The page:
A universal definition of the word has yet to become widely accepted, as a single definition might not always be accurate and/or sufficient. A March 2005 presentation to the United Nations General Assembly, entitled “Freedom from Fear,” defined terrorism as any action “intended to cause death or serious bodily harm to civilians or non-combatants with the purpose of intimidating a population or compelling a government or an international organization to do or abstain from any act,” (qtd. in UNTV). In contrast, the National Advisory Committee on Criminal Justice Standards and Goals has defined six specific categories of terrorism in 1975. They consider civil disorder and protests held by individuals and groups that turn violent to be a form of terrorism, stating that although most demonstrations are intended to be peaceful, some escalate into large riots, resulting in property damage and injured or killed civilians. Political terrorism is defined as when a political group uses intimidation to influence another, because it is usually innocent civilians who are targeted instead of those actually in power; which is markedly different from non political terrorism – which is when an act of terror is carried out by a group for any other purpose, most often for a religious intention, and other than the motive, the tactics are generally the same. Quasi terrorism is when one performs a violent act implementing methods similar to those of a terrorist, but without the motive. An example would be an armed bank robber who takes a hostage in an attempt to escape capture with committing an act of terrorism without it being the goal. Limited political terrorism is when a group or an individual commits a terrorist act in an attempt to make a statement. Their motivation is not to exactly overthrow those in power, but to protest governmental policy; and these actions are usually one-time-only plots. And lastly is state terrorism, which is defined as a gruesome act perpetrated by an existing authority to accomplish any particular goal (“Types of Terrorism”).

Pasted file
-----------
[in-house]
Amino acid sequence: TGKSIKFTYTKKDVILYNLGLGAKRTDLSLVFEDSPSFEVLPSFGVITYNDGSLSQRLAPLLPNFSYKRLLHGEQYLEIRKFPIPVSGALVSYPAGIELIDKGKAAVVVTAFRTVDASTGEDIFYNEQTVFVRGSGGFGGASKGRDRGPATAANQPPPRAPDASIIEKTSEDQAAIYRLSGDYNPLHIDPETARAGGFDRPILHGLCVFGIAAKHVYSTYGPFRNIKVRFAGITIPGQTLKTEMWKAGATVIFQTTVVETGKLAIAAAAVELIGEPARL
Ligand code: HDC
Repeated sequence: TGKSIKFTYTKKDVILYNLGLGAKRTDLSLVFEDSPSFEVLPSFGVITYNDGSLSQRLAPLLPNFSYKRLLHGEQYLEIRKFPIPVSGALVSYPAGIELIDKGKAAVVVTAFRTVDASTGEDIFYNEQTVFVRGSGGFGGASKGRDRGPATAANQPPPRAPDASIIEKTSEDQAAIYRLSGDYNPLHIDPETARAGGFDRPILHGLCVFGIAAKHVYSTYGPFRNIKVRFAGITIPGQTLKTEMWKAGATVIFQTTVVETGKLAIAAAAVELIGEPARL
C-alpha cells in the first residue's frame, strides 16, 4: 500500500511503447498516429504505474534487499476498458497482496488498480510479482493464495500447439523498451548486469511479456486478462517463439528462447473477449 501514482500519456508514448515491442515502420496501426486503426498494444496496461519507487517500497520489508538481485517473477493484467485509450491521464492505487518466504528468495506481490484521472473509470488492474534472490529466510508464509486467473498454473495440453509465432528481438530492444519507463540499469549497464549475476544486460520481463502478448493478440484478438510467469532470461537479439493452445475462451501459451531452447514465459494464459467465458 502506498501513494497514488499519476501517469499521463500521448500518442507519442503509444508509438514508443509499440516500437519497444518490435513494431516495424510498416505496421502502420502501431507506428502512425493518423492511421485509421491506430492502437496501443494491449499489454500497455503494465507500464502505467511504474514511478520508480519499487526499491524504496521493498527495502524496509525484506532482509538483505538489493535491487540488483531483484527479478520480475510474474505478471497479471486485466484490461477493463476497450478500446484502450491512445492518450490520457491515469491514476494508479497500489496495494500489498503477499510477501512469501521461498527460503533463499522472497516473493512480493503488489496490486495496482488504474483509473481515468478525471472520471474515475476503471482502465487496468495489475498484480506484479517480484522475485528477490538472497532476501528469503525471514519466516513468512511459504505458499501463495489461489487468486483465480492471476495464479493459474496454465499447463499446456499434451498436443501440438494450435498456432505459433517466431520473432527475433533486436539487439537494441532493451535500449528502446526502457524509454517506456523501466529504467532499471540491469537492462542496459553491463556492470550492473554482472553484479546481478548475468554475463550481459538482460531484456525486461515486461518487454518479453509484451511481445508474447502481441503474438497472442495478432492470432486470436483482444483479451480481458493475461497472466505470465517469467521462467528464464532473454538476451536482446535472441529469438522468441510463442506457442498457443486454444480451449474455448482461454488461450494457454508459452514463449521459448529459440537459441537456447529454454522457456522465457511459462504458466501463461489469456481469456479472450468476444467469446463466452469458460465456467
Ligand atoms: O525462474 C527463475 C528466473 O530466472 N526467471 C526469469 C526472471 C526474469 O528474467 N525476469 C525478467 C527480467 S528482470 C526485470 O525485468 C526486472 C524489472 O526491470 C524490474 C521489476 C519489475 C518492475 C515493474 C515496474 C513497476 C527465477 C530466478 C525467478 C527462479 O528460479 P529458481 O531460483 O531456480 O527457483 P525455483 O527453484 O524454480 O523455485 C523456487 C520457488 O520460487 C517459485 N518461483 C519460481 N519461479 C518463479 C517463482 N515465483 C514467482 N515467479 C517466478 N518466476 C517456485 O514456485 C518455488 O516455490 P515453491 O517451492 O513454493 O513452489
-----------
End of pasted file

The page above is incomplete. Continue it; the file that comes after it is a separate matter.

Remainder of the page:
In order to better combat terrorism, analysts have begun to psychologically assess the motivation and the drive that comes along with committing an act of terrorism. Author Jessica Stern wrote a book on the subject of the motivation of religious extremists called Terror in the Name of God. Coming face-to-face with many faction leaders and insurgents, Stern learned that almost all of her interviewees believed they were doing God’s will and protecting their faith and their people from the lies of their enemies. Stern expresses that statements like these “often mask a deeper kind of angst and a deeper kind of fear – fear of a godless universe, of chaos, of loose rules, and of loneliness,” and that some are just probably “projecting fears and inadequacies on the Other” (qtd. in Rose). A long-held misconception was that terrorism was spawned by extreme poverty, as demonstrated by the general wealth of the nations that spawned the largest numbers of insurgents and extremists; but a 2004 article from the Harvard Gazette suggests that it is not poverty, but the amount of political freedom a people are given that is more closely related to the amount of violence. So does that mean that only those living in a state with an established democracy are less likely to produce terrorists? Not according to head researcher, Professor Alberto Abadie, who states that nations with a heavily controlled autocratic government are also less likely to produce and experience low levels of terrorism. In fact, nations transitioning from an autocratic government to a more democratic government are far more susceptible to terrorism, as the transition is often unstable for a period of time (Powell).